by Bo Balder
Part 1 appears|
in this issue.
The kids were excited to be out of school and to see grandpa and grandma.
“Why?” I asked. “Lincoln isn’t that big.”
“Wayne is smaller. The farm has its own well.”
He wanted to leave the room, to pack, I could see that, but I called him back before he was out the door. “Are you gonna stay there too?”
“No, I have to get back to the city,” he said, face averted. “In case the dean needs me.”
Yeah, right, linguists would be one of those essential jobs. I was pretty sure they meant plumbers and postmen and busdrivers, not college professors, but I had learned enough about my new position in those few months to lock those words inside me. Pretty wives with jobs, they could say a lot of things strange humped unemployed women should shut up about.
I packed for the kids and for myself. As I lugged the heavy suitcases to the car, the sun’s heat smashed down on the hump like a blow. I’d forgotten to wear my scarf. I decided I didn’t care anymore.
I strapped the kids in the back of the car, and then bent down to get into the passenger seat. David was already seated, tapping his fingers on the wheel. A couple of months ago we would each have done a kid. I didn’t get why my hump was turning David in to this guy. I wriggled in sideways, but then I just couldn’t turn and take a normal seat. Me and the hump together were too big. I’d have had to sit with my nose against the windshield to give it room.
So we all got out and I managed to squeeze into the back of the car. Alice beside me and Nicky in the front seat because he didn’t want to be alone with me, and David encouraged that behavior.
“Everyone just shut up and stay quiet,” David said. “Seeing as I’m having to drive the whole distance by myself.”
He really knew how to trowel on the guilt. I sat with the lower half of my body straight, the upper half turned uncomfortably sideways to accommodate the hump. My heartache was eased a little when Alice fell asleep against it. Her sticky cheek and sweet breath, her trust in me restored a little of my sense of self. At least I could still be mother to one child.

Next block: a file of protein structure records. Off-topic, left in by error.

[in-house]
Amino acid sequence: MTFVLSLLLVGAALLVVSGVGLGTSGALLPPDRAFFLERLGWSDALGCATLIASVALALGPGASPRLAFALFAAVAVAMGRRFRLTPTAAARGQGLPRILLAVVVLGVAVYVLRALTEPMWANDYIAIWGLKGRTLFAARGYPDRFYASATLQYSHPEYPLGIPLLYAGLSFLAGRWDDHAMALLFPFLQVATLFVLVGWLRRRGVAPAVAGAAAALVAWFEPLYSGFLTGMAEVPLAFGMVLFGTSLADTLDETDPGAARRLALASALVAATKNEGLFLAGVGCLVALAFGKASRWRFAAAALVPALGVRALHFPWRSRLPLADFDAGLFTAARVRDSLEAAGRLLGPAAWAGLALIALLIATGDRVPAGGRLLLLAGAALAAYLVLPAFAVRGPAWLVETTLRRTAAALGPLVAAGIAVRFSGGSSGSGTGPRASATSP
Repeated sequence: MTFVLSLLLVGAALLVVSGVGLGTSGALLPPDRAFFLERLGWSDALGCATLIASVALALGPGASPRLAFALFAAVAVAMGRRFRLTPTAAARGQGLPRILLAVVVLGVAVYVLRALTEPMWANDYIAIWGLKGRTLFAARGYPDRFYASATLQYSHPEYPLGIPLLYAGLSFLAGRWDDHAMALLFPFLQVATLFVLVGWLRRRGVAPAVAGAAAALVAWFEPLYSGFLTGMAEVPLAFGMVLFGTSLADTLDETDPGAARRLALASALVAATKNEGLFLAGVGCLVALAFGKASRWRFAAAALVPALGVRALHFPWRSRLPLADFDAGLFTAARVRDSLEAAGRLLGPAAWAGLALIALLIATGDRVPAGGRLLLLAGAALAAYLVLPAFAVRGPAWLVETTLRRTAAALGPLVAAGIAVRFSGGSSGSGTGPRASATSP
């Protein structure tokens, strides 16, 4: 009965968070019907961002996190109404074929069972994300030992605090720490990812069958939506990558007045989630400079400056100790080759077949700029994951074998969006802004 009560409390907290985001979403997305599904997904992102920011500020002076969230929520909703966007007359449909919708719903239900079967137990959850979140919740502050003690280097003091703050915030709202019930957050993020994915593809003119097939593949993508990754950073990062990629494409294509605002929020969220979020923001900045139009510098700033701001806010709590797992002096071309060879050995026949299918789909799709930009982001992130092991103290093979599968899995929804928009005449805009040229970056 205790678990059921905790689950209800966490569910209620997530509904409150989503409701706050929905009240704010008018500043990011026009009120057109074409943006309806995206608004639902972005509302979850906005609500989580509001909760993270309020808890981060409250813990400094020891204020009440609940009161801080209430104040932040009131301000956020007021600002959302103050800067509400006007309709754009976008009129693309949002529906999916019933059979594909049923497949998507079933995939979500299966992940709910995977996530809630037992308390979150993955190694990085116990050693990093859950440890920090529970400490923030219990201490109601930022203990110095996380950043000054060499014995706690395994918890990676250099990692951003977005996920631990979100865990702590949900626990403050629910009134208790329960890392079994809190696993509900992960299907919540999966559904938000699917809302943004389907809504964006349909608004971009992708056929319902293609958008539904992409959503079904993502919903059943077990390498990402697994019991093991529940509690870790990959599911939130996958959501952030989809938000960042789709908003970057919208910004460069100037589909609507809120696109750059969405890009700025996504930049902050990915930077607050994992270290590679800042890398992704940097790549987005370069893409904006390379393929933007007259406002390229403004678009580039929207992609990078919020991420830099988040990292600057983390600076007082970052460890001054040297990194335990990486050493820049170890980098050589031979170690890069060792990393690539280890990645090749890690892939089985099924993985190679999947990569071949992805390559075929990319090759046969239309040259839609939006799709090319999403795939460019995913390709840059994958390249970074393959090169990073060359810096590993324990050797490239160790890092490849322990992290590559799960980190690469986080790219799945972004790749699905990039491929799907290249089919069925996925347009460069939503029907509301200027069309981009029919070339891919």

There were a lot of cars on the roads exiting our suburb, certainly for a weekday, but when we got up on the I80, the sea of glittering metal made me gasp. And it wasn’t just cars heading north, like ours. The southbound lane was as packed as the northbound.
“Where are these people going?” I asked unthinkingly, forgetting for a moment that David didn’t want to talk to me.
His teeth ground loudly before he answered. “Where do you think they’re going? Is your brain swollen too?”
Alice clapped her hands over her ears, and Nicky frowned at me. I didn’t answer. Who was the real David, the one who was nice when everything went well, or the one who became nasty one when things got pear-shaped?
We inched ahead now and then. I must have dozed, because I woke up to a sky dripping reds and oranges.
“Where are we?” I just couldn’t seem to shake the habit of talking to David. The car was switched off, and David was nodding behind the wheel.
I craned my upper body as far as the hump allowed. We’d turned off the highway, the cars waiting like patient beetles on the narrow road. Against the lurid sky an enormous elliptic shape rose up. For a millisecond I thought of alien encounters, but then I realized it was a football stadium. It looked like Rosenblatt stadium in Omaha. Why were we in Omaha? That’s not where we’d been going.
“They’re setting up beds and a field kitchen in the stadium,” David explained, ostensibly to Alice.
That made sense. “But what about your parents?”
“They say the roads are too full to drive, and tomorrow’s temperatures are supposed to be record-breaking.”
After an hour or so, we reached the tired official in his fluorescent jacket who was directing traffic. He handed us a ticket with a lane and parking space number on it, as if we were going to a game.
“Move along now,” he said. “Remember this number. If yours is called, you can leave the car and collect food, water and bedding in the stadium. Until then, please remain in your car.” His voice was hoarse and the words were a fast drone. I wondered how many times he’d already said them.
David drove the car to the allotted space. “You stay awake and listen for our number,” he said to someone in my vicinity. “I need sleep.”
The kids had already dozed off again, in spite of the tall Klieg lights that shone a false dawn over the giant parking space around the stadium.